What Would Donald Trump Becoming President Mean For Gun Control? He Loves The Second Amendment

MANSFIELD, OH - OCTOBER 23: Guns are displayed at a gun show on October 23, 2016 in Mansfield, Ohio. Ohio has become one of the key battleground states in the 2016 presidential election with both candidates or their surrogates making weekly visits to the Buckeye State. (Photo by Spencer Platt/Getty Images)
Source: Spencer Platt/Getty Images News/Getty Images

According to the Associated Press, Donald Trump has won the presidential election, but what does that mean for our everyday lives? Second Amendment supporters bolstered his campaign, but what would a Trump presidency mean for gun control? Would President Trump be as good for gun rights as those supporters thought? The answer is mostly yes.

On his campaign website, Trump says the Second Amendment is a "fundamental right" that is not to be tampered with: "The Second Amendment to our Constitution is clear. The right of the people to keep and bear Arms shall not be infringed upon. Period."

The gun control policies he laid out on his campaign website are in line with what the fierce Second Amendment defenders who supported him wanted. On the website, he called gun and magazine bans a "total failure," and said that the government has no business regulating the types of firearms people can own. He wants to create a national concealed carry permit. And he does not think it is necessary to expand background checks beyond the current system.

Trump's stance was pro-gun enough to get him the endorsement of the National Rifle Association. But then during a debate in September, he said something that was contrary to the hardline anti-gun control stance he has previously touted, as reported by the Huffington Post. "I agree with you, when a person is on a watch list or a no-fly list,” Trump said to Clinton, “I have the endorsement of the NRA, which I’m very proud of, these are very, very good people, and they are protecting the Second Amendment. But I think we have to look very strongly at no fly-lists and watch lists." The "No Fly, No Buy" proposal, which aims to prevent people on terrorist watch lists from buying guests, is not supported by the NRA, but is supported by Hillary Clinton.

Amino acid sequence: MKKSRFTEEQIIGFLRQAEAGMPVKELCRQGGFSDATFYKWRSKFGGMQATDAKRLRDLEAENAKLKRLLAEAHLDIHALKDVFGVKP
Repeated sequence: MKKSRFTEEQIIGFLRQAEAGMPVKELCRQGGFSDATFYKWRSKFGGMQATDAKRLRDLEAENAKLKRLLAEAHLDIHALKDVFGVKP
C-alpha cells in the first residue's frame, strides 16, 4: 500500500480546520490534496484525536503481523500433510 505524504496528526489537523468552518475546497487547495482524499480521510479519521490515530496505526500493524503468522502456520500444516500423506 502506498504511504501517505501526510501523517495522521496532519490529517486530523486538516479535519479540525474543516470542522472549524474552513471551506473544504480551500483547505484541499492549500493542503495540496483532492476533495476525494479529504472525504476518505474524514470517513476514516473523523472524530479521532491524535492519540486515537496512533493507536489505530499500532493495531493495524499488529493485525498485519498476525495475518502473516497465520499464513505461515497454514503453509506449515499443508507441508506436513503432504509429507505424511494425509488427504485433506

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But for all of the rhetoric about how guns make people safer, when faced with the actual threat of a gun, Trump supporters balked. In Reno this week, a panic broke out when it was thought that someone in the crowd at a Trump rally had a gun, as reported by New York Magazine. A fight had broken out between a Trump supporter and a protestor, and when someone yelled "gun," Secret Service rushed Trump off-stage to safety. The irony of the situation couldn't be ignored by his critics.

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Overall, Trump is willing to support the NRA's stance and advocate for the least amount of government restrictions on gun control. So for those who have been worried for the last eight years about whether their second amendment rights would be taken away, rest easy for the next four years. And for those who are in support of stricter gun laws, clearly, this isn't good news. 

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